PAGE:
At first glance, Samurai vs Zombies Defense looks like another band-wagon jumper. It's full of the undead, dripping in freemium trappings, and its gameplay is borrowed from dozens of other successful titles.
Of course, that first glance is entirely accurate. But in spite of its unwavering reliance on ideas and mechanics that other games have already pioneered Samurai vs Zombies Defense manages to slot itself together in an entertaining sort of a way.
It won't court the fluttering eyelids of the high-brow set, but if you enjoy killing reanimated corpses with a sword, some arrows, and a spattering of magic, then you could do an awful lot worse.Dealing out honourable death
The game is set in a side-scrolling strip of feudal Japan, and casts you as the titular noble warrior. You've been hired to protect a village from vile hordes of recently deceased soldiers, hiring more muscle as you fight.
You can run left and right along the battlefield by pressing on the appropriate side of the screen, but your standard bow and sword attacks are handled for you when you get within range. Rechargeable super-moves are unleashed by tapping buttons at the bottom-right.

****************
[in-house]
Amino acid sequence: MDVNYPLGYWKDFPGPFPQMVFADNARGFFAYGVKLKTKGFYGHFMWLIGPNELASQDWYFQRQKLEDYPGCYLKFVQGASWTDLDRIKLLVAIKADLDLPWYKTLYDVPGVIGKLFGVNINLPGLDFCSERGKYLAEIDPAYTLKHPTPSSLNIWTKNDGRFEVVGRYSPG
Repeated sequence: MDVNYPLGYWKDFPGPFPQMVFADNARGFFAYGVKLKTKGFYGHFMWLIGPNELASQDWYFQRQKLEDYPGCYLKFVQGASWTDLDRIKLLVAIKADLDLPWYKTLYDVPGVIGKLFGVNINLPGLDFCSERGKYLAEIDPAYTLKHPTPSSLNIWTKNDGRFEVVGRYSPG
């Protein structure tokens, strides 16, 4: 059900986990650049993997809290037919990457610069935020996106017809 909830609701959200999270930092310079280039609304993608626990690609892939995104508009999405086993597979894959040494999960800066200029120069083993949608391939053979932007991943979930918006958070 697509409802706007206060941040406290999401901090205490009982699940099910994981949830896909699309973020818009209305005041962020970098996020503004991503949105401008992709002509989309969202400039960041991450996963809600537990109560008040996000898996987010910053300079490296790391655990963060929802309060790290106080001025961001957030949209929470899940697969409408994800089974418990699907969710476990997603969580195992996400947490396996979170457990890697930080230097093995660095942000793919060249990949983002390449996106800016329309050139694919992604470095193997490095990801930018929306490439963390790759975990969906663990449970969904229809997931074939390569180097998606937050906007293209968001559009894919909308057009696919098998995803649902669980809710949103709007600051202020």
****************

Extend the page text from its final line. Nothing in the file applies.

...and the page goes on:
As you fight, your leadership increases, which lets you spawn more troops to back you up. To start with, only flimsy villagers will come to your aid, but soon you'll be spewing out armoured warriors and accurate bowmen for your cause.Ronin with the top down
Every battle you win earns you coins, which you can spend on upgrading your samurai, as well as beefing up the village's defences and training your units to be more proficient fighters.
Of course, this being a freemium title, you never have quite enough coins, but the balance is tilted enough in your favour that it doesn't make too much of a difference.
Glu Credits, which you can buy with real-life cash or earn by playing the publisher's other games, let you purchase more exclusive loot, but the game is easy enough without them.
Clever design means you're always being pushed back by the zombies. Dodging out of the way of attacks to replenish health and wait for backup is often your only option, but it gives up a few metres of precious ground, as the flesh eaters inch towards an all-you-can-eat village buffet.Slash and burn
After a while, the lack of control you have over your samurai becomes telling. He's hacking and slashing away, and it looks like a lot of fun, but you don't really have anything to do with it. Repetitive gameplay doesn't help matters either.
In short bursts Samurai vs Zombies Defense is a lot of fun. Its cartoon gore and excellent animations are a pleasure to watch, and it keeps the tension pitched just right. Over longer plays, though, its shortcomings become a little more obvious.
While it won't set the world alight, Samurai vs Zombies Defense is a solid and dependable slog, with some nice touches, a decent helping of violence, and the odd visual flourish that's more than worth a second glance.